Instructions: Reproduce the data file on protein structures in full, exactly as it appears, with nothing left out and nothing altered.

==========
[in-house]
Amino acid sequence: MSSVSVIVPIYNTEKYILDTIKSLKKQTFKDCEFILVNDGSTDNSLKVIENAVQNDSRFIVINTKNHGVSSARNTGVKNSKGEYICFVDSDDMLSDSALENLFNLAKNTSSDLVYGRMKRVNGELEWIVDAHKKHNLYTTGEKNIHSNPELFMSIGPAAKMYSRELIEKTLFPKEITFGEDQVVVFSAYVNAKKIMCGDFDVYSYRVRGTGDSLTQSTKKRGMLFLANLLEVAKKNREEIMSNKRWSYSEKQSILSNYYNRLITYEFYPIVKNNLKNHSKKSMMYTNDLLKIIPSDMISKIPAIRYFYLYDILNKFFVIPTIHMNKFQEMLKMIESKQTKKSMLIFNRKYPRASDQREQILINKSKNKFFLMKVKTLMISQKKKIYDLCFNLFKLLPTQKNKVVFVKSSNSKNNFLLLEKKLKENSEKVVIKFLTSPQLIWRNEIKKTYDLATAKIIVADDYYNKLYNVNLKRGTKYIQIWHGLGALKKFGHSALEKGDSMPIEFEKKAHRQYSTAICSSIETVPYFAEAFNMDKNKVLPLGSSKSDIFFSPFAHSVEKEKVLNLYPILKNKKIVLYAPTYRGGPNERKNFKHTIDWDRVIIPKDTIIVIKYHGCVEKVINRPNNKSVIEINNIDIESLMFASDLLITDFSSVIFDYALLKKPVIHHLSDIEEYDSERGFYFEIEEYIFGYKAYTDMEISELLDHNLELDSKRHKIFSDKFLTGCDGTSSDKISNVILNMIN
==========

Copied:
[in-house]
Amino acid sequence: MSSVSVIVPIYNTEKYILDTIKSLKKQTFKDCEFILVNDGSTDNSLKVIENAVQNDSRFIVINTKNHGVSSARNTGVKNSKGEYICFVDSDDMLSDSALENLFNLAKNTSSDLVYGRMKRVNGELEWIVDAHKKHNLYTTGEKNIHSNPELFMSIGPAAKMYSRELIEKTLFPKEITFGEDQVVVFSAYVNAKKIMCGDFDVYSYRVRGTGDSLTQSTKKRGMLFLANLLEVAKKNREEIMSNKRWSYSEKQSILSNYYNRLITYEFYPIVKNNLKNHSKKSMMYTNDLLKIIPSDMISKIPAIRYFYLYDILNKFFVIPTIHMNKFQEMLKMIESKQTKKSMLIFNRKYPRASDQREQILINKSKNKFFLMKVKTLMISQKKKIYDLCFNLFKLLPTQKNKVVFVKSSNSKNNFLLLEKKLKENSEKVVIKFLTSPQLIWRNEIKKTYDLATAKIIVADDYYNKLYNVNLKRGTKYIQIWHGLGALKKFGHSALEKGDSMPIEFEKKAHRQYSTAICSSIETVPYFAEAFNMDKNKVLPLGSSKSDIFFSPFAHSVEKEKVLNLYPILKNKKIVLYAPTYRGGPNERKNFKHTIDWDRVIIPKDTIIVIKYHGCVEKVINRPNNKSVIEINNIDIESLMFASDLLITDFSSVIFDYALLKKPVIHHLSDIEEYDSERGFYFEIEEYIFGYKAYTDMEISELLDHNLELDSKRHKIFSDKFLTGCDGTSSDKISNVILNMIN